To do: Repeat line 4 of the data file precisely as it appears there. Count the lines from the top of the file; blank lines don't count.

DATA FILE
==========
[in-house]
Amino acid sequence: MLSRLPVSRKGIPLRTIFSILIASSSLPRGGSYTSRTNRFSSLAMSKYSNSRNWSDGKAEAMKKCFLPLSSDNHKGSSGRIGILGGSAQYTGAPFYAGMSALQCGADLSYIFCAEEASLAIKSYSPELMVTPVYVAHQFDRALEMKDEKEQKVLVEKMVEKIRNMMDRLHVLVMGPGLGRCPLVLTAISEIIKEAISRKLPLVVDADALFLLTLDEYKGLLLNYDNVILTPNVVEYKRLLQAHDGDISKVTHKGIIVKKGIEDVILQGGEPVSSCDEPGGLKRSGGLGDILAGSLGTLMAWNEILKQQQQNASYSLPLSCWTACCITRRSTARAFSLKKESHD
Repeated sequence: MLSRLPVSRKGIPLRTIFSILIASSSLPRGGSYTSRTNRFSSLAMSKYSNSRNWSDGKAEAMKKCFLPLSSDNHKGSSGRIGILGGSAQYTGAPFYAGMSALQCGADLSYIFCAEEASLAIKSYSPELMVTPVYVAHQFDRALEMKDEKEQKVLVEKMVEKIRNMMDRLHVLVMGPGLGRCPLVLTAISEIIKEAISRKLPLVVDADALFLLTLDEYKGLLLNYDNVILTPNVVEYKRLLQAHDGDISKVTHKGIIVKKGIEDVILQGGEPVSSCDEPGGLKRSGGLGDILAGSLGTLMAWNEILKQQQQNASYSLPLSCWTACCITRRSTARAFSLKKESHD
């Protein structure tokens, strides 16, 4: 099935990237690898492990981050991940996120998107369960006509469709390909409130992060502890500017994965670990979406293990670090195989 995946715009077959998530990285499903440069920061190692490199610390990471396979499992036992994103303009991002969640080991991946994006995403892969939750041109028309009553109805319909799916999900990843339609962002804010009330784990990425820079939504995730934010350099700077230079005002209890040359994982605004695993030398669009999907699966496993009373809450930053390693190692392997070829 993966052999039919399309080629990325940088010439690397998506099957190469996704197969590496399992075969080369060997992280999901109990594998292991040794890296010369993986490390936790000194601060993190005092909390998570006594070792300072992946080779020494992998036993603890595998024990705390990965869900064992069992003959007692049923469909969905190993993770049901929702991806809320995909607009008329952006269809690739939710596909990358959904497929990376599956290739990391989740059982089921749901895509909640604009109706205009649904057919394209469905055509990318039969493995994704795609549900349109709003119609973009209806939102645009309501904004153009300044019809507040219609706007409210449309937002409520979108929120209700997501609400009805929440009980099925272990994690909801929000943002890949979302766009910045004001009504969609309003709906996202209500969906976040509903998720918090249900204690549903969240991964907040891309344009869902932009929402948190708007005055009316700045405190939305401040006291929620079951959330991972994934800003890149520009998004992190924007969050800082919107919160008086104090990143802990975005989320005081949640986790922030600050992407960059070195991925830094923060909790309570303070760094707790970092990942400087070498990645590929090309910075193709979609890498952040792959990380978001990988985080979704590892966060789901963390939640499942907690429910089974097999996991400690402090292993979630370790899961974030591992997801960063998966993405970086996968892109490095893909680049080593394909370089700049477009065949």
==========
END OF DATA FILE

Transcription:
């Protein structure tokens, strides 16, 4: 099935990237690898492990981050991940996120998107369960006509469709390909409130992060502890500017994965670990979406293990670090195989 995946715009077959998530990285499903440069920061190692490199610390990471396979499992036992994103303009991002969640080991991946994006995403892969939750041109028309009553109805319909799916999900990843339609962002804010009330784990990425820079939504995730934010350099700077230079005002209890040359994982605004695993030398669009999907699966496993009373809450930053390693190692392997070829 993966052999039919399309080629990325940088010439690397998506099957190469996704197969590496399992075969080369060997992280999901109990594998292991040794890296010369993986490390936790000194601060993190005092909390998570006594070792300072992946080779020494992998036993603890595998024990705390990965869900064992069992003959007692049923469909969905190993993770049901929702991806809320995909607009008329952006269809690739939710596909990358959904497929990376599956290739990391989740059982089921749901895509909640604009109706205009649904057919394209469905055509990318039969493995994704795609549900349109709003119609973009209806939102645009309501904004153009300044019809507040219609706007409210449309937002409520979108929120209700997501609400009805929440009980099925272990994690909801929000943002890949979302766009910045004001009504969609309003709906996202209500969906976040509903998720918090249900204690549903969240991964907040891309344009869902932009929402948190708007005055009316700045405190939305401040006291929620079951959330991972994934800003890149520009998004992190924007969050800082919107919160008086104090990143802990975005989320005081949640986790922030600050992407960059070195991925830094923060909790309570303070760094707790970092990942400087070498990645590929090309910075193709979609890498952040792959990380978001990988985080979704590892966060789901963390939640499942907690429910089974097999996991400690402090292993979630370790899961974030591992997801960063998966993405970086996968892109490095893909680049080593394909370089700049477009065949």